Life as a stabiliser: the Gaia hypothesis revisited

statsman

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The Gaia hypothesis, brainchild of scientist and inventor James Lovelock, and microbiologist Lynn Margulis, has often been dismissed as a bit of 1960s hippie-dippy nonsense. What they proposed was 'all organisms and their inorganic surroundings on Earth are closely integrated to form a single and self-regulating complex system, maintaining the conditions for life on the planet.'

Now two scientists, James Dyke and Tim Lenton, together with a group of colleagues have published research that they belive points to the hypothesis being valid:

https://theconversation.com/scientists-finally-have-an-explanation-for-the-gaia-puzzle-99153
We think we finally have an explanation for the Gaia hypothesis. The mechanism is “sequential selection”. In principle it’s very simple. As life emerges on a planet it begins to affect environmental conditions, and this can organise into stabilising states which act like a thermostat and tend to persist, or destabilising runaway states such as the snowball Earth events that nearly extinguished the beginnings of complex life more than 600m years ago.
Interestingly, they dismiss the 'statistical improbability' argument:

The chances of life and environment spontaneously organising into self-regulating states may be much higher than you would expect. If fact, given sufficient biodiversity, it may be extremely likely. But there is a limit to this stability. Push the system too far and it may go beyond a tipping point and rapidly collapse to a new and potentially very different state.
They also warn against human exceptionalism:

Gaian self-regulation may be very effective. But there is no evidence that it prefers one form of life over another. Countless species have emerged and then disappeared from the Earth over the past 3.7 billion years. We have no reason to think that Homo sapiens are any different in that respect.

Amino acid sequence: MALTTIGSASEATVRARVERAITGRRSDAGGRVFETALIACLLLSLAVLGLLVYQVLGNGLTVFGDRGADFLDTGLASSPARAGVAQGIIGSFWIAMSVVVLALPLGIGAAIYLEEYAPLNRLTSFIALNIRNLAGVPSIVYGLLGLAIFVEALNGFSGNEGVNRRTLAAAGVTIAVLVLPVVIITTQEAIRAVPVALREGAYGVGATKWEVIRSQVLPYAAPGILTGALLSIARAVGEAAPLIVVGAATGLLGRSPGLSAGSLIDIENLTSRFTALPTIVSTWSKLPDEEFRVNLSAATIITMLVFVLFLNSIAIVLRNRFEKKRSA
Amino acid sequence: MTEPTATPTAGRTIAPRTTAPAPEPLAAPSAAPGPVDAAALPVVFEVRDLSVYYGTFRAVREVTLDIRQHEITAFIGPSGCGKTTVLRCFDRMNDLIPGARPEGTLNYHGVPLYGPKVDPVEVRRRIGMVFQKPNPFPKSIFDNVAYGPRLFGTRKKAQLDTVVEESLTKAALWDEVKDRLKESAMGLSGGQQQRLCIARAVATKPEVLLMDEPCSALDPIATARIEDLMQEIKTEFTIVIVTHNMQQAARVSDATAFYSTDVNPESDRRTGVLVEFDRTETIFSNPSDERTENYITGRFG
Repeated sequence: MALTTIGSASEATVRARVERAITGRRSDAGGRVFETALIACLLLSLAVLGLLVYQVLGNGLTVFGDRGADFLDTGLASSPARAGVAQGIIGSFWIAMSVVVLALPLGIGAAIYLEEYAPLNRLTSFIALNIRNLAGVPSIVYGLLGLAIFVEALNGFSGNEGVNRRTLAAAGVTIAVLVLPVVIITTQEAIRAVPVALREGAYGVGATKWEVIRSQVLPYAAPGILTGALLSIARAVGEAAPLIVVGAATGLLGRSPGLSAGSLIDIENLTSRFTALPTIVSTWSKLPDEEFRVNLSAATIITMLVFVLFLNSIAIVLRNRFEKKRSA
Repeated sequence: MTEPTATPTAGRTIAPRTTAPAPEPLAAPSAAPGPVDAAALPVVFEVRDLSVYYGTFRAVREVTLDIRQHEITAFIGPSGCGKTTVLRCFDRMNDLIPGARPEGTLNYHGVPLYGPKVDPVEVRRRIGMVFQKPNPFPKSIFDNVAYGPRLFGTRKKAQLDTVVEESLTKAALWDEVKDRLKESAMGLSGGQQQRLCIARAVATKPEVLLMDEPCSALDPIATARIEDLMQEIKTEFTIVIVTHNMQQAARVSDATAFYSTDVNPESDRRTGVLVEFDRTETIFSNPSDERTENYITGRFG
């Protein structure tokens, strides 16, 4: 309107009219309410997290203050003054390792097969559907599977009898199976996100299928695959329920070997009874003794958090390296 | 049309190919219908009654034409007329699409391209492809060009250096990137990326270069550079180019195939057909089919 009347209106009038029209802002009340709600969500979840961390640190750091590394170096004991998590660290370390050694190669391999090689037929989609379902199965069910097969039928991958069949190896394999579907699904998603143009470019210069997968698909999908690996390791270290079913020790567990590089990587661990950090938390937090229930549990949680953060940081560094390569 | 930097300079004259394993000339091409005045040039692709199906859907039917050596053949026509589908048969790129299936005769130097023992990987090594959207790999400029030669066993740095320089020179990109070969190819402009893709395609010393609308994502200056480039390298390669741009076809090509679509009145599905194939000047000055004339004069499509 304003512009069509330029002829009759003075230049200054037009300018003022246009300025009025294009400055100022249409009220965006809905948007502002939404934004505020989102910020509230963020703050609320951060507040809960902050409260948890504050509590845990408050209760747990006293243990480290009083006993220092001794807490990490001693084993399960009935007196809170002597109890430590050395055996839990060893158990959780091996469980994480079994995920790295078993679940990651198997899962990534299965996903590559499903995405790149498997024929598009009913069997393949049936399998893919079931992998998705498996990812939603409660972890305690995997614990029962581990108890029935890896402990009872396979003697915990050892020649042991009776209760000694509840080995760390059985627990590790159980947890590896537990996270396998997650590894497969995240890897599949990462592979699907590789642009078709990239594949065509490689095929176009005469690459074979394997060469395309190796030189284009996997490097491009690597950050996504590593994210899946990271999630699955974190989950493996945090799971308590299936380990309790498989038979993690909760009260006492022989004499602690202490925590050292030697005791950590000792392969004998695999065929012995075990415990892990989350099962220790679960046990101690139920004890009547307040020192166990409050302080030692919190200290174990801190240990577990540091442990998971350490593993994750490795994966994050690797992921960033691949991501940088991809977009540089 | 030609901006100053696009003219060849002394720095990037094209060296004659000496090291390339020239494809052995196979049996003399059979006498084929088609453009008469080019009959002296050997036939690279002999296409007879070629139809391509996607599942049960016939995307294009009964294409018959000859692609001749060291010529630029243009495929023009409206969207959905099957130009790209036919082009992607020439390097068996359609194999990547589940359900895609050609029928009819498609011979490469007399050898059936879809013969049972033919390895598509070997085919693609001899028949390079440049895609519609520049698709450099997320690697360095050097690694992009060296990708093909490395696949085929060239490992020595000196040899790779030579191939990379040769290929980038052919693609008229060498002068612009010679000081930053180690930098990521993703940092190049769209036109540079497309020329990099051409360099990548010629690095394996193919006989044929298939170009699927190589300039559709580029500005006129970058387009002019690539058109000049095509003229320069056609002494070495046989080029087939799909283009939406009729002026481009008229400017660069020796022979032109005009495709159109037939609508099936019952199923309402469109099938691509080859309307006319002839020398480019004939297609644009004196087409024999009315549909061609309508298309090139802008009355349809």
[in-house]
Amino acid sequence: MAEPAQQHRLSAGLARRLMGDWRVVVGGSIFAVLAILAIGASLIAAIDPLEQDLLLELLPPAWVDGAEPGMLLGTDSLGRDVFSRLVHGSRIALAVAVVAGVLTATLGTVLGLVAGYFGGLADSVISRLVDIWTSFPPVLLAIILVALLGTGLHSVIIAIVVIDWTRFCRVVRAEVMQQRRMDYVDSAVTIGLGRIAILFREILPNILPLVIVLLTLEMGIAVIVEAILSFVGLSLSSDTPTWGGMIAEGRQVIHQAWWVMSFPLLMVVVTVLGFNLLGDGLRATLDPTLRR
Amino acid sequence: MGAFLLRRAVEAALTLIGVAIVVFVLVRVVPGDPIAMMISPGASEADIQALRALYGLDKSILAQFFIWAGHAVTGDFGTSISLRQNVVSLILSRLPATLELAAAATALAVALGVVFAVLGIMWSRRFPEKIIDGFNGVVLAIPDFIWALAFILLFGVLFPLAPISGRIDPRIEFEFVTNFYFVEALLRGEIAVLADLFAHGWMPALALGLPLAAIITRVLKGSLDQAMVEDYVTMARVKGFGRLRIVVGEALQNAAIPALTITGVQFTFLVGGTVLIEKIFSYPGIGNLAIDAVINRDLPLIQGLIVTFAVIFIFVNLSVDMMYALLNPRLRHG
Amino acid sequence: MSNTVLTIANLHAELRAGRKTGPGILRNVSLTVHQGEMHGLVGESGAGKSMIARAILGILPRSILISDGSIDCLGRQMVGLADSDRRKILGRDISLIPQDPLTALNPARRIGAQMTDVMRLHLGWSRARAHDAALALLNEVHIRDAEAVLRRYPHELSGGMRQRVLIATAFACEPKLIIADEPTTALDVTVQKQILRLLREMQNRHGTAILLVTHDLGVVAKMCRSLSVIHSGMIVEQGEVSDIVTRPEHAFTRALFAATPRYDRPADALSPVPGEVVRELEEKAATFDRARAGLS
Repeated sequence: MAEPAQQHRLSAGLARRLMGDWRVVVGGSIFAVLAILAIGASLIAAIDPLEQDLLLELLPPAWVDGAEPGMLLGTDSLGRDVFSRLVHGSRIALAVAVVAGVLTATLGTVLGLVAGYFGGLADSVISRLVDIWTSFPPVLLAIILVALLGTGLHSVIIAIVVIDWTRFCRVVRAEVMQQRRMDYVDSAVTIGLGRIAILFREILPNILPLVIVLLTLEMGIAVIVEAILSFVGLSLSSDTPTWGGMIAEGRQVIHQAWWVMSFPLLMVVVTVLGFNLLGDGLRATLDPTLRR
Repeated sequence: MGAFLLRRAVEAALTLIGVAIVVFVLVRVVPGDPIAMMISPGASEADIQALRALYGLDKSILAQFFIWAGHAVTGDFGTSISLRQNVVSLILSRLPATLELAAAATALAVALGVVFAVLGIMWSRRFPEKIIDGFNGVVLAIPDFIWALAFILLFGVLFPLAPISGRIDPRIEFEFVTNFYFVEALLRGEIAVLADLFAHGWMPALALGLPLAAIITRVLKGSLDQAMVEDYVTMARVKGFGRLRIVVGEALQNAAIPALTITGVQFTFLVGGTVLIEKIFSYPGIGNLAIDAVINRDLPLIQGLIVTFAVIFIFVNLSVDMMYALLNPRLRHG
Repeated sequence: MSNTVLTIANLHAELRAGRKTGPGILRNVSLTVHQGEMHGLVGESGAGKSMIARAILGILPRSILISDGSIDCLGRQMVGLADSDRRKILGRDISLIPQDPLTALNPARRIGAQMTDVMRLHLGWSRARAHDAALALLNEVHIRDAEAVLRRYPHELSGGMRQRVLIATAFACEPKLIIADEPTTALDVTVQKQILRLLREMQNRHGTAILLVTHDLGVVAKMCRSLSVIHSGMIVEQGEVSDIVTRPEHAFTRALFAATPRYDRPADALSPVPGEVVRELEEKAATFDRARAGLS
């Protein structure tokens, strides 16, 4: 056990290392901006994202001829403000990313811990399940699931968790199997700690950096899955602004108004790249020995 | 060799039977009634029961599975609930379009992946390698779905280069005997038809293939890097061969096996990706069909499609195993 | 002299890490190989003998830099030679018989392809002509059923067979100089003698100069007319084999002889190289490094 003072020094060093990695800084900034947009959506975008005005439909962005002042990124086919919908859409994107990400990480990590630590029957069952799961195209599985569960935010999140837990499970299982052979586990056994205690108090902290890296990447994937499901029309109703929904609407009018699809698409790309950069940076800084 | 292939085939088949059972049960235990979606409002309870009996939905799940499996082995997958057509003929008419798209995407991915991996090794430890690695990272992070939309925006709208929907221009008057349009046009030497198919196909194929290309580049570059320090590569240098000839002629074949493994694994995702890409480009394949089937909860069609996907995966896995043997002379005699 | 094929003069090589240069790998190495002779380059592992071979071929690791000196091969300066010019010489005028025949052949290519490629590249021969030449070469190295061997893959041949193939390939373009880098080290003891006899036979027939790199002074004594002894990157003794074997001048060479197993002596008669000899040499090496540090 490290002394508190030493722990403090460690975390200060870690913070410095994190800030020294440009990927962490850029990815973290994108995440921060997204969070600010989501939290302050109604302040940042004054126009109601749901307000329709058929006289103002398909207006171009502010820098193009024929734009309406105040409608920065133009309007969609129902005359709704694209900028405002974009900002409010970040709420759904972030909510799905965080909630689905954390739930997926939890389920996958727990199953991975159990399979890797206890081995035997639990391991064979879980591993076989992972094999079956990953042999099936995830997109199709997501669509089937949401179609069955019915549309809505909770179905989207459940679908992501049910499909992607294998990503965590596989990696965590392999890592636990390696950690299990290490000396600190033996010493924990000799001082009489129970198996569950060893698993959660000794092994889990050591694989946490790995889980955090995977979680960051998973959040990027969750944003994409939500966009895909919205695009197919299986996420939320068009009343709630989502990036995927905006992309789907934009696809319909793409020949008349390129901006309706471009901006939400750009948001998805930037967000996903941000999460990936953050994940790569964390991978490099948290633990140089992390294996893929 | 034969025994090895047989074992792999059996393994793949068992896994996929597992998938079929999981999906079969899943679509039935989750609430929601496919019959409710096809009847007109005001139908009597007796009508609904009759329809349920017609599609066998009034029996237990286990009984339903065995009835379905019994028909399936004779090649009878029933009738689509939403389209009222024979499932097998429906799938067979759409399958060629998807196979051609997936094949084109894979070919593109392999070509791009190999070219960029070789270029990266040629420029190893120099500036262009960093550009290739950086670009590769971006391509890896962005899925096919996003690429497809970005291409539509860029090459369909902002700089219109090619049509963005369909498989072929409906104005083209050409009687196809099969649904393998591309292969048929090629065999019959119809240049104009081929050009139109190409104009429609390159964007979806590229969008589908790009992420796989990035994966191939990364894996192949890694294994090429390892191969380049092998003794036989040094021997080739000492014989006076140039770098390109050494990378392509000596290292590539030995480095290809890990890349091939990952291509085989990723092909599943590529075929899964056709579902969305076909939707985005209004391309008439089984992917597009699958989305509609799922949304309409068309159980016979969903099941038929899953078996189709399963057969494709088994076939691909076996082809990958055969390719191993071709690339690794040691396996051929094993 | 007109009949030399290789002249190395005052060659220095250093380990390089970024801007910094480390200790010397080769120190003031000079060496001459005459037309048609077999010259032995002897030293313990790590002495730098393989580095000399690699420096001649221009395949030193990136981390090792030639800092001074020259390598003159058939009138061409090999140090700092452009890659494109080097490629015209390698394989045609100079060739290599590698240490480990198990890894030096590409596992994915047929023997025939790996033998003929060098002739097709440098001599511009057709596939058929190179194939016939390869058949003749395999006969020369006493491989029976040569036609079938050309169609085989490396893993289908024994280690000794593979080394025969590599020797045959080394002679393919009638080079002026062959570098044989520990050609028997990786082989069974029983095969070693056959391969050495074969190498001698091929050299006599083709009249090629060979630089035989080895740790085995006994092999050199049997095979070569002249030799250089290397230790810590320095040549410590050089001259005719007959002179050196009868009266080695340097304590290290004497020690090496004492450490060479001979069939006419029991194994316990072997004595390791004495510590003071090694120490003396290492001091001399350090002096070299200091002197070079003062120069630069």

As a long-time admired of Lovelock and Margulis, I'm delighted to see this work published.
 
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Spanner Island

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If Gaia is valid then it can't be too long before humanity will face a cataclysmic event in order to preserve the planet...
 

Trainwreck

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Let's parse to the salient conclusions that can supported by data and facts:

The Gaia hypothesis, brainchild of scientist and inventor James Lovelock, and microbiologist Lynn Margulis, has often been dismissed as a bit of 1960s hippie-dippy nonsense.



Indeed. Couldn't agree more.
 

Trainwreck

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Lovelock was completely crackers in his early days. It was an insult to scientists to call him one.

He had some late stage clarity though, for example:


Gaia' scientist James Lovelock: I was 'alarmist' about climate change | Daily Mail Online


Five years ago, he had claimed: 'Before this century is over billions of us will die and the few breeding pairs of people that survive will be in the Arctic where the climate remains tolerable.'

But in an interview with msnbc.com, he admitted: 'I made a mistake.'


He said: 'The problem is we don’t know what the climate is doing,' he told 'We thought we knew 20 years ago. That led to some alarmist books – mine included – because it looked clear cut, but it hasn’t happened.


'The climate is doing its usual tricks. There’s nothing much really happening yet. We were supposed to be halfway toward a frying world.
 

Trainwreck

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Interestingly, they dismiss the 'statistical improbability' argument:

.